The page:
Trojette M., Ben Faleh A., Fatnassi M., Marsaoui B., Mahouachi N.H., Chalh A., Quignard J.-P., Trabelsi M. 2015. Stock discrimination of two insular populations of Diplodus annularis (Actinopterygii: Perciformes: Sparidae) along the coast of Tunisia by analysis of otolith shape. Acta Ichthyol. Piscat. 45 (4): 363–372.
The annular seabream, Diplodus annularis (Linnaeus, 1758), is the most common sparid fish in the Mediterranean Sea. This species is widespread in Tunisia. Despite their economic importance, due to their excellent white and delicate flesh (demersal fish) and their significant size, few studies have hitherto focused on stock discrimination and on the fisheries management. The goal of this research was to evaluate the stock structure of D. annularis for two Tunisian insular populations based on the otolith shape, using different statistical approaches.
Materials and methods.
The specimens of Diplodus annularis were collected during five months ranging from May through September 2014 at two sites: Djerba and Kerkennah. In total, 120 fish were collected from the two study sites: 60 specimens of each population (30 males and 30 females) and were included in different statistical analyses. The Fourier coefficients were determined to evaluate the degree of similarity in the otoliths and detect the reciprocal variability.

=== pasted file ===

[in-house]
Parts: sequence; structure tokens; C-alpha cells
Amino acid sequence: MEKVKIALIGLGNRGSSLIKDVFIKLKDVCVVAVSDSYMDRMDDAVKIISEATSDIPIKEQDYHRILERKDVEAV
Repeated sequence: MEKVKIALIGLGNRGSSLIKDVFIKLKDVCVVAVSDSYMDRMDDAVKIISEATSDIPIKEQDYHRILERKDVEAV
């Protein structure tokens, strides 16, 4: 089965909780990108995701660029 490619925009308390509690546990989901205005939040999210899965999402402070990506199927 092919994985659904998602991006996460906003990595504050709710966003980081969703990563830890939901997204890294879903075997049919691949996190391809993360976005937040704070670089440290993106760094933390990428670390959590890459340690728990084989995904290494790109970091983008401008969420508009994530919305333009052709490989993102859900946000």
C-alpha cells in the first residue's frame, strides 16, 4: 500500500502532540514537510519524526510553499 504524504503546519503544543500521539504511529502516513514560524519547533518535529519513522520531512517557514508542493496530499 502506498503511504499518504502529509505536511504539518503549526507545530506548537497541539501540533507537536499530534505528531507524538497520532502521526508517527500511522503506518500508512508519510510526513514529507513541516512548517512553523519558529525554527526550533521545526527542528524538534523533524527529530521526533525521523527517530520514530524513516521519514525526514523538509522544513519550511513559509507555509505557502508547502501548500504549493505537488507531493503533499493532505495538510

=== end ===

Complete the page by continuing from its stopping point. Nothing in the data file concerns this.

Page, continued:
By comparing the two studied populations, we revealed statistical significant differences, an asymmetry (left–right), of otoliths (P < 0.05). In the same population, symmetry (left–right) was detected for the males, females of Kerkennah, and females of Djerba. However, an asymmetry was detected only for the males of Djerba. Also, sexual dimorphism was observed only for the Djerba population.
The comparison of the otolith morphology of the two populations showed a clear difference in shape and a left–right asymmetry of otoliths. This asymmetry indicates that the two populations belong to different stock of fish. The stocks characterization is considered as an important tool for fisheries management. Further studies are necessary to determine the origin of the otolith shape differences and whether they are related only to environmental conditions or a genetic basis may also be responsible.
fish, fisheries management, symmetry, asymmetry, shape, Djerba, Kerkennah